This was a sponsored post by South China Morning Post under the Master Report series.
Today, more people are online consuming, and sometimes, creating their own news. In fact, the issue of creating “online falsehoods”, or otherwise known as “fake news”, has become so big that locally in Singapore the government is set to create new legislation to combat these issues.
A 10-member group was formed earlier this year by the government to examine the impact of fake news on the country. According to later reports by the committee, Singapore’s diverse social landscape was seen to create “wide opportunities” for falsehoods that could put the nation’s social fabric and cohesion under threat.
Despite publishers and government bodies doing their part to rid the industry of “rotten news”, consumers are still impacted. According to the University of Oxford’s Reuters Institute Digital News Report 2018, 54% of the respondents said they were “very or extremely concerned” about what is real/what is fake on the internet, regarding news. Only 51% of the respondents trusted the news they read and only 23% of people said they trusted news on social media platforms (23%).
This also led to Facebook recently removing 559 pages and 251 accounts that it deemed to have broken its rules against spam and co-ordinated inauthentic behaviour. According to a blog post by Nathaniel Gleicher, head of cybersecurity policy, and Oscar Rodriguez, product manager, one common type of spam in the past were posts that hawked fraudulent products such as fake sunglasses or weight loss “remedies”.
Today, this has evolved to people creating networks of pages using fake accounts or multiple accounts with the same names and posting clickbait content on these pages. This is in a bid to drive people to websites that are entirely separate from Facebook and seem legitimate, but are actually ad farms.
With so much white noise out there, publications are now striving to create a trusted image of themselves online. But the task is not easy given the competitive nature of news reporting in this day and age – and many fall prey to clickbait.
To retain a strong base of readers online, which in turn can attract marketing dollars, publishers must find a way to come across as a credible source of information, while captivating the audience. Given that only 14% of people today are ready to pay for news online, according to The University of Oxford’s report, the vast majority of the revenue for news publishers is still driven by advertising.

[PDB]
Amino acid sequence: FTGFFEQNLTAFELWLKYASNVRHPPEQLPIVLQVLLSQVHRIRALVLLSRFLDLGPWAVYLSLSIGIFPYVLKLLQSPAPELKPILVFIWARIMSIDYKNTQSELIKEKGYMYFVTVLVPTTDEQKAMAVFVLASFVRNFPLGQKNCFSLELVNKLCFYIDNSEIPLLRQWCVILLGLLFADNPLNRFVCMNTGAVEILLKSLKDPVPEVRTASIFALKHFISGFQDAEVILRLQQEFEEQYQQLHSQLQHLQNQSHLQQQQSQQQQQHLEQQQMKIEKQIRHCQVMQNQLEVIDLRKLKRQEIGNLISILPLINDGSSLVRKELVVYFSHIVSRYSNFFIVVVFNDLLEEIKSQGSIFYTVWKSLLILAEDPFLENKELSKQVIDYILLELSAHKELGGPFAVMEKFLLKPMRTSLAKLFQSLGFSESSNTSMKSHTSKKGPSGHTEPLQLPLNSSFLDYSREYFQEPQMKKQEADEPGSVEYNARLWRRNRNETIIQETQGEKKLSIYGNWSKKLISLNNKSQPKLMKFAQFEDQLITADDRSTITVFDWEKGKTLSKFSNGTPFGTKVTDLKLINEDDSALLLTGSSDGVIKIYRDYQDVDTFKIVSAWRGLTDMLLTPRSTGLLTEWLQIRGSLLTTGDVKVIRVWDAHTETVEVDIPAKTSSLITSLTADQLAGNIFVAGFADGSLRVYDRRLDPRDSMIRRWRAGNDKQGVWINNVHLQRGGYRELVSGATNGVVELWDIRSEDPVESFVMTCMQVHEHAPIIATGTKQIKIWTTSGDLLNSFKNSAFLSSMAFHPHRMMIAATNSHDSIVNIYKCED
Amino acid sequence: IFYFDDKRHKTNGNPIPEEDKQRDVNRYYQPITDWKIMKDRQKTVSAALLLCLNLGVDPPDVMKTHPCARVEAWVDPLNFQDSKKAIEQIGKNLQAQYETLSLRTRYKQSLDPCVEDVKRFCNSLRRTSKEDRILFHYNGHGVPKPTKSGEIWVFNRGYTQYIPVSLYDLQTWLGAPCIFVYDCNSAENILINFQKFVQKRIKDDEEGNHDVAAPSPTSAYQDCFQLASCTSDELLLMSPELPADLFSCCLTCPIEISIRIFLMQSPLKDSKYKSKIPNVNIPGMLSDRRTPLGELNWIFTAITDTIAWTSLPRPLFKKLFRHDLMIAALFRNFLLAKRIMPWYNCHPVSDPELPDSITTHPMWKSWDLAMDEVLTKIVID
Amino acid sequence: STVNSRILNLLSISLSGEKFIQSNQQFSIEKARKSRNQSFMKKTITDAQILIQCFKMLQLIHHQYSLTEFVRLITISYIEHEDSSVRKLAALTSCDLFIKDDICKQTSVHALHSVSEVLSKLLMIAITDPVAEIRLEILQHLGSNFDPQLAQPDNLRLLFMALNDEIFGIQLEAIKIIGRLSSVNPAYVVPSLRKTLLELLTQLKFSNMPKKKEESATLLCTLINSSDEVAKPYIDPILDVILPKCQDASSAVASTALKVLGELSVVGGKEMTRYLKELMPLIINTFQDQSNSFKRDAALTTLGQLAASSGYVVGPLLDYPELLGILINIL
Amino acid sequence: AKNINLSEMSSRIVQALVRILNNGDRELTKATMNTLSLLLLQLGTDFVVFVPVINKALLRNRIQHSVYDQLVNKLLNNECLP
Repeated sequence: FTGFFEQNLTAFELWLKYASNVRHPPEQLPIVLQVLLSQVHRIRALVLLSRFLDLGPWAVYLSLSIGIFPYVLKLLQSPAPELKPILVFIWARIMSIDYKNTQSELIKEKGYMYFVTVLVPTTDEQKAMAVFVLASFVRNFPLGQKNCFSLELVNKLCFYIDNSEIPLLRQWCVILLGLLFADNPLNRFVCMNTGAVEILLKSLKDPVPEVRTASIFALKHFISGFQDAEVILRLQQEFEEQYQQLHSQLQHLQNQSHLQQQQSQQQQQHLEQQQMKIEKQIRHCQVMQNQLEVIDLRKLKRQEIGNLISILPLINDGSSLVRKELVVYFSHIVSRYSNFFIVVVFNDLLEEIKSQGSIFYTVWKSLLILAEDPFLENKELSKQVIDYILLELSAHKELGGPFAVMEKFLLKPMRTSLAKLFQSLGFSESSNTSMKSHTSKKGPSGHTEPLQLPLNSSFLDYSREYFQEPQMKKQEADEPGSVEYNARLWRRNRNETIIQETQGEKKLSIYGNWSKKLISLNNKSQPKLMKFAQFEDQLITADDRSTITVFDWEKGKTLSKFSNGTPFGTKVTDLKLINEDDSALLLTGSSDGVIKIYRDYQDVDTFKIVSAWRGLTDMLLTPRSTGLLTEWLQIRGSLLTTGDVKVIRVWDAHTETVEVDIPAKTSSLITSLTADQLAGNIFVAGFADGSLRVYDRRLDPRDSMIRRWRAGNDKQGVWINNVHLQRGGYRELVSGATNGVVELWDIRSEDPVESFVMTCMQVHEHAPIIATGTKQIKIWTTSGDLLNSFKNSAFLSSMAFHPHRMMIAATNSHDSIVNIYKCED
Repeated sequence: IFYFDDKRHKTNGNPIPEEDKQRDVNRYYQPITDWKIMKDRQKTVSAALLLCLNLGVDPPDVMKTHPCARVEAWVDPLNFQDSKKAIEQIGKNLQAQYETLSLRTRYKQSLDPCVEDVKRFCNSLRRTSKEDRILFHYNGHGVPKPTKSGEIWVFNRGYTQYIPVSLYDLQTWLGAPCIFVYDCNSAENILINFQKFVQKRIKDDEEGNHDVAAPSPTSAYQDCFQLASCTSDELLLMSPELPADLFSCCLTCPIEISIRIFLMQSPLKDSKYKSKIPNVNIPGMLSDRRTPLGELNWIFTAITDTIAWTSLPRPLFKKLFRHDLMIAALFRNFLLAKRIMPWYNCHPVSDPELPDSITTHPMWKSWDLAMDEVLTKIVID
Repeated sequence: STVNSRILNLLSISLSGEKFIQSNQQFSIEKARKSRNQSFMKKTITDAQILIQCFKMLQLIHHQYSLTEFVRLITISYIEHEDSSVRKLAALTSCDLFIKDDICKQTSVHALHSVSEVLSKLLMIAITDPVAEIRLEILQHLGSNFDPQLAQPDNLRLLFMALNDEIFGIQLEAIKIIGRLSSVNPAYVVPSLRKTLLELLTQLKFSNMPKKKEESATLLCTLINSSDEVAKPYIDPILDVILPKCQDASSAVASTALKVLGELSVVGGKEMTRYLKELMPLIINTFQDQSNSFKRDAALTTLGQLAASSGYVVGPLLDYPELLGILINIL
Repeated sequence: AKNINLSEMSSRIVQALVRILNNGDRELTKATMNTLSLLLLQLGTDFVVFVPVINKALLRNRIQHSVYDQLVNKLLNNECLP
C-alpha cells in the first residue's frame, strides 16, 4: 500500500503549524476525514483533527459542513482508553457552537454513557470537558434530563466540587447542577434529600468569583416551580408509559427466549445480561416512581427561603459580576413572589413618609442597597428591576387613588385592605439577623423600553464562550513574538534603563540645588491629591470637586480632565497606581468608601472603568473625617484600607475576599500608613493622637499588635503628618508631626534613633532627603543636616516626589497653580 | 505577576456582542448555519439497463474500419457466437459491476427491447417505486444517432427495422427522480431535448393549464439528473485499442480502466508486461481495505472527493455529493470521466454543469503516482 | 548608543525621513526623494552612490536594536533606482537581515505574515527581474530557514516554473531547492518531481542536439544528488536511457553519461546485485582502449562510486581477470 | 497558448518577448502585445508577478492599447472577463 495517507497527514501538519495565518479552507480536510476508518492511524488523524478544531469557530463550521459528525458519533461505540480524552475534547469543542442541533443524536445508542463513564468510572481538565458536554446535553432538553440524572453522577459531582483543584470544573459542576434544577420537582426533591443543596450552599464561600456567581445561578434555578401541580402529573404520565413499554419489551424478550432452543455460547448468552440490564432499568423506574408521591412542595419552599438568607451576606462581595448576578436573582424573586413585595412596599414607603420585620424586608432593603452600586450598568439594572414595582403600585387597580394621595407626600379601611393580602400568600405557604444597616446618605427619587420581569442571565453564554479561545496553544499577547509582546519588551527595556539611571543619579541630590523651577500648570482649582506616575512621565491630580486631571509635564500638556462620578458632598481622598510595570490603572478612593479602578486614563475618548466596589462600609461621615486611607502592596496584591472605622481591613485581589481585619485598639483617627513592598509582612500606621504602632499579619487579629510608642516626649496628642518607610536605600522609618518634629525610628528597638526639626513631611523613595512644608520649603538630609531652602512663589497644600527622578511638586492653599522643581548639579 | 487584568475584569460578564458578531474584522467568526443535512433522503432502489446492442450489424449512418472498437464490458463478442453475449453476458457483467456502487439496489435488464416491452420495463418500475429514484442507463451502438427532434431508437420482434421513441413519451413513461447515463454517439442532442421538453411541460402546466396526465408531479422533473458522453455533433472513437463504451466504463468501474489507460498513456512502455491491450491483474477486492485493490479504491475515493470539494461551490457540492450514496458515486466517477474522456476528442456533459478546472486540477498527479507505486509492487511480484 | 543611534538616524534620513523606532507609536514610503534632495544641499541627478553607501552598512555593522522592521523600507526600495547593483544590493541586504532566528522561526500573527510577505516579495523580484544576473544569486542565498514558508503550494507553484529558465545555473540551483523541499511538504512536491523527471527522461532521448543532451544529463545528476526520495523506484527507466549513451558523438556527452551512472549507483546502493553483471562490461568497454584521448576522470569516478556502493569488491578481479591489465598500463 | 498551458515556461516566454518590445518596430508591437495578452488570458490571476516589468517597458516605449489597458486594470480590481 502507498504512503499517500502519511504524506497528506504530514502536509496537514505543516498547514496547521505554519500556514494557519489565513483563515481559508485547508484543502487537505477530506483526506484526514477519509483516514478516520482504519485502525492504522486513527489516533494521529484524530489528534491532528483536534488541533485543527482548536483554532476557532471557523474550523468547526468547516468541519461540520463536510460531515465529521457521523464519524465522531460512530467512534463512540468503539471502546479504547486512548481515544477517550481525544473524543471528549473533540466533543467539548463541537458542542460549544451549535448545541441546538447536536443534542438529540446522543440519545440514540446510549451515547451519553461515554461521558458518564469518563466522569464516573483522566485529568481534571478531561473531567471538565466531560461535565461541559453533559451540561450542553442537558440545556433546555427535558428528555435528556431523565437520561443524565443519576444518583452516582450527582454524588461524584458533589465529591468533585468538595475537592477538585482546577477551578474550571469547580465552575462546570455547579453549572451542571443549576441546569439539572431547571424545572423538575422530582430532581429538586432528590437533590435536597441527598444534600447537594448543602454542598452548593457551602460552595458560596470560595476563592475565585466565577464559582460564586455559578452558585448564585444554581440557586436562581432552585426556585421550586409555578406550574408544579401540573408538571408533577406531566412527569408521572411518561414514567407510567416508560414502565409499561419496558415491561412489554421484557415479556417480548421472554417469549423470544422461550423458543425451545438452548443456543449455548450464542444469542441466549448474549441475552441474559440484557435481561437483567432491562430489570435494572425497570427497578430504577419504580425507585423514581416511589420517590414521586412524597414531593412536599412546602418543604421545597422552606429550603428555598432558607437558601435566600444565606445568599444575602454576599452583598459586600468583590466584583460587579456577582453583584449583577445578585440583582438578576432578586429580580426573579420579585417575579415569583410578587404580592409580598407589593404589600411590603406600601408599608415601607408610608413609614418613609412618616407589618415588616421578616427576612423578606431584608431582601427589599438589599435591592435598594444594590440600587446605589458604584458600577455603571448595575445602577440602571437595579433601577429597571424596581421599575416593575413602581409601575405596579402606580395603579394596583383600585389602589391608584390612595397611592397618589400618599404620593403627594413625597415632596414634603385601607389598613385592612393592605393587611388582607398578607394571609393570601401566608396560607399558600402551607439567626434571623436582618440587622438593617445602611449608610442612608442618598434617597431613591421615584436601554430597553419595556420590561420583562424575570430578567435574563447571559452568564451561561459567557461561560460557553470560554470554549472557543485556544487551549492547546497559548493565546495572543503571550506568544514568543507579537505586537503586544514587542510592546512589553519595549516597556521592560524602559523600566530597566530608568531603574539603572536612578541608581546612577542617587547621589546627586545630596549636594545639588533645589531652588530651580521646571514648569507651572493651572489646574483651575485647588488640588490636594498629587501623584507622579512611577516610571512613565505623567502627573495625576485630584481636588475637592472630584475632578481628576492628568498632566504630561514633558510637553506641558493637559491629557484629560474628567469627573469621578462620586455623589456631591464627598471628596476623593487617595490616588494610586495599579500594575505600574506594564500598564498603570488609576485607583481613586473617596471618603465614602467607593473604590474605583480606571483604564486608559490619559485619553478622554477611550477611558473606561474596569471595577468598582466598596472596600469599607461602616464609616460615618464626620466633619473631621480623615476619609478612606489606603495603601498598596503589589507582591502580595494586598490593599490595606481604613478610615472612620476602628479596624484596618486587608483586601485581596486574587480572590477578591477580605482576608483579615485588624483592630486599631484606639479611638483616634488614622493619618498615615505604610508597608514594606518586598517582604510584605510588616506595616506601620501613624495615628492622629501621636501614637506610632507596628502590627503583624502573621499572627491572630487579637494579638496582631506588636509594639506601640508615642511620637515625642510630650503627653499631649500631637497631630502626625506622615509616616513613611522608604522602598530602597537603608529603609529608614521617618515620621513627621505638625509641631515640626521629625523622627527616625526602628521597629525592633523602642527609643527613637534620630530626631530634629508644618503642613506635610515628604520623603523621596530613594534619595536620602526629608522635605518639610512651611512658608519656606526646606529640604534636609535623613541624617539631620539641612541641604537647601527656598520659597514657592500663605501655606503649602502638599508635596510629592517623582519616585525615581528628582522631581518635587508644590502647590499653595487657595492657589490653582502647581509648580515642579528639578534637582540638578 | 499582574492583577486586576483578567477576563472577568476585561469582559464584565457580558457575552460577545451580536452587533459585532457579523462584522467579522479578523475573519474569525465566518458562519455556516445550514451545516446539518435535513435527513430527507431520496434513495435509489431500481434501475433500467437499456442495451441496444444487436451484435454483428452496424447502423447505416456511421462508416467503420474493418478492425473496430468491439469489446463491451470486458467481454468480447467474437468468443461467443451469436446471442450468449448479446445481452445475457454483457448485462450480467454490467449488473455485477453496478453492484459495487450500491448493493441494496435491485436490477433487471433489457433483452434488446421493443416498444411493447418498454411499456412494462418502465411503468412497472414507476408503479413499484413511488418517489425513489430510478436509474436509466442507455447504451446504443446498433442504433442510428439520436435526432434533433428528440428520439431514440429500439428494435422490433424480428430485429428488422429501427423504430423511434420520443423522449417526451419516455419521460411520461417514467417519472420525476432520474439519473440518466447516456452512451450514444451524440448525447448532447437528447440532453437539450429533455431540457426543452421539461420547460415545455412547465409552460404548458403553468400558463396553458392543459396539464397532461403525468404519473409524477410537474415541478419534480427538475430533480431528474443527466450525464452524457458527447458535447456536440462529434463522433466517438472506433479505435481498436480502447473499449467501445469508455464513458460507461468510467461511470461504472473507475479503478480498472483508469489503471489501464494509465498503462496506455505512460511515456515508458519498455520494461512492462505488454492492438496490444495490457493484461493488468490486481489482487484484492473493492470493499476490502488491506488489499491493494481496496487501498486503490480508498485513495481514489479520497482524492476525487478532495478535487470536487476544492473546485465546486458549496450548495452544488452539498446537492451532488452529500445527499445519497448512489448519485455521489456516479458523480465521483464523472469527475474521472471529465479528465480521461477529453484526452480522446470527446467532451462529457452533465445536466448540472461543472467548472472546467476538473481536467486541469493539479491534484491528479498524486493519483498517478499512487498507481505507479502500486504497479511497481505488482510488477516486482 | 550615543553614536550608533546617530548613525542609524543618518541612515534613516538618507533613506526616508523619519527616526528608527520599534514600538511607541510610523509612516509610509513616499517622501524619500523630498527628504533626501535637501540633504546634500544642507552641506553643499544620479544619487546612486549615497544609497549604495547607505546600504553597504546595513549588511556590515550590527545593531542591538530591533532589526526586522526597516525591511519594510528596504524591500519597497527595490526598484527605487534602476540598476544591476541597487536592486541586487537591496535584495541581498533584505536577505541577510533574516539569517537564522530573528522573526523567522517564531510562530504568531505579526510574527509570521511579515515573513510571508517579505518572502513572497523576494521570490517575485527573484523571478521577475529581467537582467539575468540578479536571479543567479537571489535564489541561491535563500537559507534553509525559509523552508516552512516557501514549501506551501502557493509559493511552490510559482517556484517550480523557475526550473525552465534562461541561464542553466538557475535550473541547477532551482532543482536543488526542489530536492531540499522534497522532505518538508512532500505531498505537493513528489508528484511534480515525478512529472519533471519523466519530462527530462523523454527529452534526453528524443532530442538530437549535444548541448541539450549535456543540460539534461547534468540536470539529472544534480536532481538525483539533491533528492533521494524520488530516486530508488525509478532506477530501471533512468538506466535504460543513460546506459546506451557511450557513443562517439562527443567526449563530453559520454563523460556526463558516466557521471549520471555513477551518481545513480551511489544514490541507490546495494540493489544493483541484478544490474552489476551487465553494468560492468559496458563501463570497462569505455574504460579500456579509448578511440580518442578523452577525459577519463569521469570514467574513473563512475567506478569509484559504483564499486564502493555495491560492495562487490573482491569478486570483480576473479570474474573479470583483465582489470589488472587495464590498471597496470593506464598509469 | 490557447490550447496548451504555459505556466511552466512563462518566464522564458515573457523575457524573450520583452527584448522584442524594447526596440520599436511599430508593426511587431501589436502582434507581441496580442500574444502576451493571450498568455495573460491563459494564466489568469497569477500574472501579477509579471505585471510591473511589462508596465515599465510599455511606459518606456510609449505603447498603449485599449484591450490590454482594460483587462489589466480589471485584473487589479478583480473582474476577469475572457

Another issue plaguing publishers is the rise of ad blockers. According to a report by Ipsos Global, most consumers consider online advertising a nuisance – and 82% of consumers globally believe it gets in the way of what they are trying to do. The study added the most alarming statistic for advertisers is that more than half of internet users globally (57%) claim to block ads – either by using ad blocking software or manually closing out of ads.
The Ipsos study also added that ad blocking is most common in emerging economies, with India topping the list with 76% claiming to use ad blockers. This may be due to how these users are accessing the internet – with smartphones rather than PCs. Smartphone users have a greater motivation for blocking ads as they slow down page-load speeds and increase the amount of data being used and take up limited screen space.
This is where content marketing comes in and marketers today must change the lens to a longer term view on what to expect from customers and improving the relationship over time.
The emphasis, in this new era of digital news and ad blocking, must be placed on high-quality content that will engage the readers, with whom brands expect to have a more authentic relationship with. And marketers have understood this. According to a report on B2B content marketing, more than half of those interviewed who don’t currently have content marketing in place aim to launch a content marketing effort.
Meanwhile, nearly 65% of respondents said their overall content marketing success has increased (much more/somewhat more) compared with one year ago. Compared with last year (68%), there was an 18% increase among respondents who agree their organisation is focused on building audiences (80%).
Publishers can further push this along by using a data-driven approach and looking at various customer metrics on their websites to drive actions, and personalise content to make the investment more worthwhile for the marketer. All of this, if executed well, will see content marketing increase customer loyalty and eventually increase revenue for both the publisher and the brand marketer.
Catch more here on how SCMP raised their game to reach target audiences:
Technology gives readers more choices and tools to control what they want to see online so media companies must raise their game to reach their target audiences. Read here for more from South China Morning Post on how publishers could cut through digital ad overkill.
From impactful content to raised awareness. Look at how brands made used of South China Morning Post’s Morning Studio to deliver engaging and even immersive multimedia experiences to the readers.